This date however, argues Nöldeke, did not refer to the beginning of the campaign (as the Legend would have us suppose), but rather to the conclusion of a protracted Byzantine-Persian war. Therefore, in Nöldeke’s opinion, the date 940 of the Greek Era (= 629 CE) is purely arbitrary, as it should naturally be in the case of a genuine vaticination.

Hunnius has convincingly argued against Nöldeke’s sixth century dating of Christian Legend. He showed that certain parts point to the Khazar invasion of 629 CE – i.e., seventh century.[11] Czeglédy, using Kmoskó’s thesis, also argued that the Christian Legend and metrical discourse of Jacob of Serugh came into its final form after 628 CE and that this argument is conclusive:

… it is all the more regrettable that Kmoskó’s expositions, which settle the dispute, were not published earlier than a few years ago, and even then only in extracts. Kmoskó has a whole series of arguments to prove that both the metrical Legend and the prose text of the same contain unmistakable references to the war of Khosrav II and Herakleios. 

Hence both variants, in their present forms, contain variant of the Legend that came into being as an adaption definitely after 628. Kmoskó’s arguments are surely conclusive. An adaption of this kind is a natural phenomenon in apocalyptic literature: after the passing of the date foretold in the latest vaticination, the subsequent adapters inserts new prophecies into the text.[12]

This identification only gives us the date 628 CE as terminus a quo (a point of origin or a first limiting point in time). The text gives no date by which to fix the terminus ad quem (a final limiting point in time). Similarly Gero says:

Several features of the text [i.e., the Christian Legend] also occur in the Koranic narrative – the famous horns of Alexander, the journey to the west and then to the east, and of course the central theme of the gate, which will be opened at an apocalyptic Endzeit by divine command.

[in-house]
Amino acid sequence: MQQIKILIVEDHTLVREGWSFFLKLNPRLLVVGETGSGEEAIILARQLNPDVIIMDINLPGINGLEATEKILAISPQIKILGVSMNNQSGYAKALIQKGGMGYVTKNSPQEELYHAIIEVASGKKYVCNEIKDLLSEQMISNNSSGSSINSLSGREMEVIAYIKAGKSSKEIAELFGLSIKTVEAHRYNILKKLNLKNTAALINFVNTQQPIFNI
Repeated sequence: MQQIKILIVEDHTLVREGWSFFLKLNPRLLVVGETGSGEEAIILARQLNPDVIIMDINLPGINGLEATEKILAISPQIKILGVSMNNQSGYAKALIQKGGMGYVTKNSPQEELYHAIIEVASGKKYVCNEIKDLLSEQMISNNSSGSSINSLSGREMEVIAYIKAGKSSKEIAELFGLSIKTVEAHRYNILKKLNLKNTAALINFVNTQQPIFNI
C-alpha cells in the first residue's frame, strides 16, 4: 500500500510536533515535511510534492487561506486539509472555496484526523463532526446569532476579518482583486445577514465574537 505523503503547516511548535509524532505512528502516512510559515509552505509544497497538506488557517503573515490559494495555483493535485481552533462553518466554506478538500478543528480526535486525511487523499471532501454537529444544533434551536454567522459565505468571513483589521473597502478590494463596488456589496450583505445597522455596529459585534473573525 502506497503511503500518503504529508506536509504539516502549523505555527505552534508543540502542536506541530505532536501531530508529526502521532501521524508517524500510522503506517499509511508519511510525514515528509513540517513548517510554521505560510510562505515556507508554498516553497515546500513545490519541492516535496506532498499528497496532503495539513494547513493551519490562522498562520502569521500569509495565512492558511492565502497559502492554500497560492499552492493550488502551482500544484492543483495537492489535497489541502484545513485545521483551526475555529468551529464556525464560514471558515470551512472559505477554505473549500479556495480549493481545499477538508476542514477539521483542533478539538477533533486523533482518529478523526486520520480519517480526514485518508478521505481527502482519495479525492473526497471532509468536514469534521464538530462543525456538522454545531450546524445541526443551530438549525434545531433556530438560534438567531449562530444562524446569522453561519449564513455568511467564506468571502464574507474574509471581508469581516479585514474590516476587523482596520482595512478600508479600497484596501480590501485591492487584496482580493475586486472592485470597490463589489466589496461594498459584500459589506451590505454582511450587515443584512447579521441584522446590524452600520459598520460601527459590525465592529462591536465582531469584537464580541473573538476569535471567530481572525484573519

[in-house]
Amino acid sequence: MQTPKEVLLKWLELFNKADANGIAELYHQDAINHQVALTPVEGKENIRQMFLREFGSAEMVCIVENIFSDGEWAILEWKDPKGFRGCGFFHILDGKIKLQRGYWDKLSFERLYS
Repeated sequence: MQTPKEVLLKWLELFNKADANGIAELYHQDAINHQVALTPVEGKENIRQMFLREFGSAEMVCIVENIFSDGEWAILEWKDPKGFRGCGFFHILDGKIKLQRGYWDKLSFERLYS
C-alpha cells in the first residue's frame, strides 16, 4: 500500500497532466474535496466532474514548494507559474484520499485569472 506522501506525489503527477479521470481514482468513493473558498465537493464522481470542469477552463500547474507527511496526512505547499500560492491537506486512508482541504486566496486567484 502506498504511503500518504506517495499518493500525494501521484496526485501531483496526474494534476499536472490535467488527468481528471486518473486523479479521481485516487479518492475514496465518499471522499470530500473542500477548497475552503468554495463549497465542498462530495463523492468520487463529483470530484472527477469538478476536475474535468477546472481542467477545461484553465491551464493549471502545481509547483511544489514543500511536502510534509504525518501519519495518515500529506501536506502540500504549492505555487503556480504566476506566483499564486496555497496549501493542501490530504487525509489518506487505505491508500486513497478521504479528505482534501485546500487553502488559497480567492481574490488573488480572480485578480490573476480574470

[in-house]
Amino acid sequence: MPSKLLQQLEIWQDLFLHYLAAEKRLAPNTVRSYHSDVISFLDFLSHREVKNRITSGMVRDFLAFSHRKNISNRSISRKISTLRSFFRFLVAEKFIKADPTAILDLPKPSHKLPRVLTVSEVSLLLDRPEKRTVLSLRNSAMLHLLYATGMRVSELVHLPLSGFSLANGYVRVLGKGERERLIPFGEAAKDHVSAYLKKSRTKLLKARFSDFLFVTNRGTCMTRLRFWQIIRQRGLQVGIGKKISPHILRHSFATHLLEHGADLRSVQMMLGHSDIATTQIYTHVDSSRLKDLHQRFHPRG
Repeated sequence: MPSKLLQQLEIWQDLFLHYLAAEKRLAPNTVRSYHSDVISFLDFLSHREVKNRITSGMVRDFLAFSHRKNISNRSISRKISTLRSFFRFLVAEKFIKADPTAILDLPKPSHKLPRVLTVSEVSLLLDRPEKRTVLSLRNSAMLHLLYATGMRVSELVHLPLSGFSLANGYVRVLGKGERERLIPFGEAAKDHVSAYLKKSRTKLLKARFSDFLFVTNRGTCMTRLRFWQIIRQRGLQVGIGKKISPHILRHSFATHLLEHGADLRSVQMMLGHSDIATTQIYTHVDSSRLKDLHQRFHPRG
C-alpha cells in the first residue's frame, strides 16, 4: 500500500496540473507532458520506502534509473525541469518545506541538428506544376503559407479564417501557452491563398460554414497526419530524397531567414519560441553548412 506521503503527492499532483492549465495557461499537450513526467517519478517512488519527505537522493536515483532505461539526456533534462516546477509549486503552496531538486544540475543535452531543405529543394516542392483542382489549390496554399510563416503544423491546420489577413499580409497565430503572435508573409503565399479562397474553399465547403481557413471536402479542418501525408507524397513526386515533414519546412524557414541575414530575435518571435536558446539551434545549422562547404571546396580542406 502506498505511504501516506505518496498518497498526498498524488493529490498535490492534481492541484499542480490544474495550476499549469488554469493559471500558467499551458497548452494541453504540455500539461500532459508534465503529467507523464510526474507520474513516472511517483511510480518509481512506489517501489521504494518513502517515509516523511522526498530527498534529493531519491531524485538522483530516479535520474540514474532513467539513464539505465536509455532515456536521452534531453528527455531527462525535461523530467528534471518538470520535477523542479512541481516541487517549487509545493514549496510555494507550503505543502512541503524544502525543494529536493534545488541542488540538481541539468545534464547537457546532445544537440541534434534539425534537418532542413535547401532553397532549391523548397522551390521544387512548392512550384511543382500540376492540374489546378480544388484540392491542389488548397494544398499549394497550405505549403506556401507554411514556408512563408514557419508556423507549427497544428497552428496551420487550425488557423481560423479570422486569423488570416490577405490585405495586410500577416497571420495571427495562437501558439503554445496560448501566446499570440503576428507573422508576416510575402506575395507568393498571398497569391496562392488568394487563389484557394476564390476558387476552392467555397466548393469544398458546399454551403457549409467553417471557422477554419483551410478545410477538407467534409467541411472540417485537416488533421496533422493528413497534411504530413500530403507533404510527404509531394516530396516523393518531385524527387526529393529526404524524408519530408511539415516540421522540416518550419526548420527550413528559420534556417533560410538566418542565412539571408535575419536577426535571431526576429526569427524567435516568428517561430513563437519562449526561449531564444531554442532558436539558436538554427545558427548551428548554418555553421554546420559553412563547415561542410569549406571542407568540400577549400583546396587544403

But although this has been proposed by Nöldeke and often repeated since, the work also does not qualify as a direct source for the ‘two-horned’ Alexander of the Koran, at least not in its present form; recent investigations indicate an ex eventu knowledge of the Khazar invasion of Armenia in A.D. 629.

The prose legend (neshânâ) was then in turn the literary source of the Syriac metrical homily discourse attributed to Jacob of Sarug (sixth century) in the manuscripts. The poem, however, was actually written in the seventh century, shortly before the Muslim conquest of Mesopotamia and Palestine.[13]

Sir Wallis Budge indicated a long time ago that the Christian Legend had been re-worked and is burdened with additions, and that this work is that of Jacob of Serugh is improbable:

This composition appears to be an abbreviated form of which known to us is that given in the metrical discourse on Alexander attributed to Jacob of Serugh; both these works, in turn are based upon chapters xxxvii-xxxix of the second book of Pseudo-Callisthenes according to Muller’s greek MS. C. The Christian Legend has been burdened with many additions, evidently the work of the Christian redactor, which have no connexion whatever with the story.

On the other hand many passages, as, for example, the account of his descent into the sea in a glass cage, have been entirely omitted. The names of the places which are given us freely in this legend seem to indicate that it was drawn up at a very late period; that it is the work of Jacob of Serugh is improbable.[14]